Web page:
Category: Philosophy
From preceding arguments it was inferred, that if the administration of justice had been recognised as the only duty of the state, a national church would not have existed, that restrictions upon commerce could never have been enacted, and that a poor law would be inadmissible. As the last conclusion will not meet with such general approbation as its predecessors, it is deemed requisite to enter more fully into the evidence that may be adduced in support of it: and the Nonconformist being the organ of a political body, who profess to act upon principle and not upon expediency, and ...
Category: Philosophy
My last letter, entering as it did rather deeply into the poor law question, might almost be considered by some of your readers, as a digression from the ostensible object of this essay, although a very necessary one to the establishment of the principle advocated. I must now, however, still further trespass upon their patience, in the endeavour to answer the query proposed to me—” Has not every man a right to a maintenance out of the soil?” for this, after all, is the pith of the question submitted. 3 Before proceeding, it may be observed, that the burden of ...
Category: Philosophy
“That it is the duty of the state to adopt measures for protecting the health, as well as the property, of its subjects,” is the fundamental principle espoused by the Eastern Medical Association of Scotland. The majority of the medical profession hold the same opinion; a respectable portion of the public at large apparently agree with them; and, judging by the enactments that have from time to time been made, the state itself admits the truth of the doctrine. The position is a very plausible one. Some of the arguments urged on its behalf appear, at first sight, decisive. And ...
Category: Philosophy
It will probably be objected to the proposed theory of government, that if the administration of justice were the only duty of the state, it would evidently be out of its power to regulate our relations with other countries, to make treaties with foreign powers, to enter into any kind of international arrangement whatever, or to levy wars that might be absolutely necessary. So much of the objection as relates to the absence of power to make treaties, may be disregarded. Commerce, or war, are nearly always, directly or indirectly, the subjects of negotiation between governments, and as free trade ...
Category: Philosophy
Colonisation may possibly appear to some, to be a stumbling-block in their way to the desirable conclusion, that the administration of justice is the only duty of the state. We may anticipate the question—What would the colonies do without our governance and protection? I think facts will bear me out in replying—Far better than they do with them. The subject naturally ranges itself under three heads—the interests of the mother country, of the emigrants, and of the aborigines. First, then, the interests of the mother country. The records of ancient nations have ever, shown that the riches of a community, ...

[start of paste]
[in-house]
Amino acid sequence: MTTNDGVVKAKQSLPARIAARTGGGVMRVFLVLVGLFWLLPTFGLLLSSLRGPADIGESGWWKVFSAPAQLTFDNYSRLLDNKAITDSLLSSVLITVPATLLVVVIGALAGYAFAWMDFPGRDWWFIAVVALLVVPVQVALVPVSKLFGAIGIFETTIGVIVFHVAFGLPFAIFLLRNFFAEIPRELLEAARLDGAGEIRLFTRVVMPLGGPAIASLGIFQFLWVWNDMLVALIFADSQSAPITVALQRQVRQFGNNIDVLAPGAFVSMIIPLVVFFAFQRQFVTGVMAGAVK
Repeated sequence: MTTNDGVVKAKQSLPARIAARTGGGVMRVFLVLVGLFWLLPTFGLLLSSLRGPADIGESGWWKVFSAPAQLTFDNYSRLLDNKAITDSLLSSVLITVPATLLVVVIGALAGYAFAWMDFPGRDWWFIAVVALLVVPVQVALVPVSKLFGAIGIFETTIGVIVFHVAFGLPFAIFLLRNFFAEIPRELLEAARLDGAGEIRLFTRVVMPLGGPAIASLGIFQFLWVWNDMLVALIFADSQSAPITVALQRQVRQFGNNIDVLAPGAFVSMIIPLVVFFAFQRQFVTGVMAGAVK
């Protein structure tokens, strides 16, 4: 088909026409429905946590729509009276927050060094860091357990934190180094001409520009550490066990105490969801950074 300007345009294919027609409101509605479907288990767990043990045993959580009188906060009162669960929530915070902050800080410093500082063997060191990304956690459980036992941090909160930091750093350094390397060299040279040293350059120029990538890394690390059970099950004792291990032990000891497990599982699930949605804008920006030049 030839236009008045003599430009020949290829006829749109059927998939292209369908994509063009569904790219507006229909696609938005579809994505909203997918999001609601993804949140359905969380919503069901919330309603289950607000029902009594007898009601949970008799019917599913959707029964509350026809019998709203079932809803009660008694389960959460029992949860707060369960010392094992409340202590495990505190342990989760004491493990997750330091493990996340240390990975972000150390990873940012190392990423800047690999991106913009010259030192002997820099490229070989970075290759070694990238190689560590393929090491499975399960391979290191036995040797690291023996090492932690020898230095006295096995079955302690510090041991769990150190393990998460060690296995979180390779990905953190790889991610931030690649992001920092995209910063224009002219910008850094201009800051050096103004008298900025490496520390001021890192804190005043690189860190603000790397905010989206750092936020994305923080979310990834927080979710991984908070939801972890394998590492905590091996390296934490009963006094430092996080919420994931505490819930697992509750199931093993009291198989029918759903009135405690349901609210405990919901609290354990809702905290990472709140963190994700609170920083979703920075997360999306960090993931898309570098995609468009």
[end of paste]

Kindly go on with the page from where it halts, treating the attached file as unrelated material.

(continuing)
Category: Philosophy
The question of state interference has been hitherto examined, only in those departments of its application, in which its existing effects are visible—viz., in commerce, religion, charity, war, and colonisation. In all of them that interference has been deprecated. It now remains to consider those social institutions which, though at present prospering in their original unfettered simplicity, are threatened by schemes for legislative supervision. Of these the first in importance stands—education. It is clear that a system of national instruction is excluded by our definition. It cannot be comprehended under the administration of justice. A man can no more call ...
Category: Philosophy
An overwhelming prejudice in favour of ancient and existing usages has ever been, and probably will long continue to be, one of the most prominent characteristics of humanity. No matter how totally inconsistent with the existing condition of society—no matter how utterly unreasonable, both in principle and practice—no matter how eminently absurd, in every respect, such institutions or customs may be—still, if they have but the countenance of fashion or antiquity—if they have but been patronised and handed down to us by our forefathers—their glaring inconsistencies, defects, and puerilities, are so completely hidden by the radiant halo wherewith a blind ...